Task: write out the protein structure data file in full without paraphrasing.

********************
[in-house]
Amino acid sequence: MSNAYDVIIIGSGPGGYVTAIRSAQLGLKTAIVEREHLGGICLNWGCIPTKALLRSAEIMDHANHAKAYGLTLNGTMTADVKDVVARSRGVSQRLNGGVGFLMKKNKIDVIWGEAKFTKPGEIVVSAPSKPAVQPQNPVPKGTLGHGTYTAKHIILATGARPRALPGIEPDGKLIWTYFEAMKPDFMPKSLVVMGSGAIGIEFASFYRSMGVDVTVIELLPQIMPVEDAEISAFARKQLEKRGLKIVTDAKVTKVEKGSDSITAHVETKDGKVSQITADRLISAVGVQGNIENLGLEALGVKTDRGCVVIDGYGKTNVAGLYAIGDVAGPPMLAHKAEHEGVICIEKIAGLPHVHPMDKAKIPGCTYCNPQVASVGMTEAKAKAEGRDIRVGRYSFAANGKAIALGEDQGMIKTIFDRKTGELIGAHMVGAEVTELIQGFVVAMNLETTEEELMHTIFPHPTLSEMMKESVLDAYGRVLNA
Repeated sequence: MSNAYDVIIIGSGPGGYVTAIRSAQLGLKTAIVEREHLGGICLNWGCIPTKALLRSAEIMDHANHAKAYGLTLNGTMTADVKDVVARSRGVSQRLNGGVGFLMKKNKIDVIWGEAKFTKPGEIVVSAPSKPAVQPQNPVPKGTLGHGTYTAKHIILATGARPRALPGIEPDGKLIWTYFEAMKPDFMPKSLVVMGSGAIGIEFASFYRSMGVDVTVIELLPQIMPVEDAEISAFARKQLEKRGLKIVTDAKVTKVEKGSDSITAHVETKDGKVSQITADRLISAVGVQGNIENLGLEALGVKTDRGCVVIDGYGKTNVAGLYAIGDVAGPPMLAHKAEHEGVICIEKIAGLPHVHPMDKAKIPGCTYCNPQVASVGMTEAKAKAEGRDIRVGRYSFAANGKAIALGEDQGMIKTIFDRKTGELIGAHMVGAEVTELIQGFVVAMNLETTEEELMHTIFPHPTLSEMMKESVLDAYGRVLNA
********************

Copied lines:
[in-house]
Amino acid sequence: MSNAYDVIIIGSGPGGYVTAIRSAQLGLKTAIVEREHLGGICLNWGCIPTKALLRSAEIMDHANHAKAYGLTLNGTMTADVKDVVARSRGVSQRLNGGVGFLMKKNKIDVIWGEAKFTKPGEIVVSAPSKPAVQPQNPVPKGTLGHGTYTAKHIILATGARPRALPGIEPDGKLIWTYFEAMKPDFMPKSLVVMGSGAIGIEFASFYRSMGVDVTVIELLPQIMPVEDAEISAFARKQLEKRGLKIVTDAKVTKVEKGSDSITAHVETKDGKVSQITADRLISAVGVQGNIENLGLEALGVKTDRGCVVIDGYGKTNVAGLYAIGDVAGPPMLAHKAEHEGVICIEKIAGLPHVHPMDKAKIPGCTYCNPQVASVGMTEAKAKAEGRDIRVGRYSFAANGKAIALGEDQGMIKTIFDRKTGELIGAHMVGAEVTELIQGFVVAMNLETTEEELMHTIFPHPTLSEMMKESVLDAYGRVLNA
Repeated sequence: MSNAYDVIIIGSGPGGYVTAIRSAQLGLKTAIVEREHLGGICLNWGCIPTKALLRSAEIMDHANHAKAYGLTLNGTMTADVKDVVARSRGVSQRLNGGVGFLMKKNKIDVIWGEAKFTKPGEIVVSAPSKPAVQPQNPVPKGTLGHGTYTAKHIILATGARPRALPGIEPDGKLIWTYFEAMKPDFMPKSLVVMGSGAIGIEFASFYRSMGVDVTVIELLPQIMPVEDAEISAFARKQLEKRGLKIVTDAKVTKVEKGSDSITAHVETKDGKVSQITADRLISAVGVQGNIENLGLEALGVKTDRGCVVIDGYGKTNVAGLYAIGDVAGPPMLAHKAEHEGVICIEKIAGLPHVHPMDKAKIPGCTYCNPQVASVGMTEAKAKAEGRDIRVGRYSFAANGKAIALGEDQGMIKTIFDRKTGELIGAHMVGAEVTELIQGFVVAMNLETTEEELMHTIFPHPTLSEMMKESVLDAYGRVLNA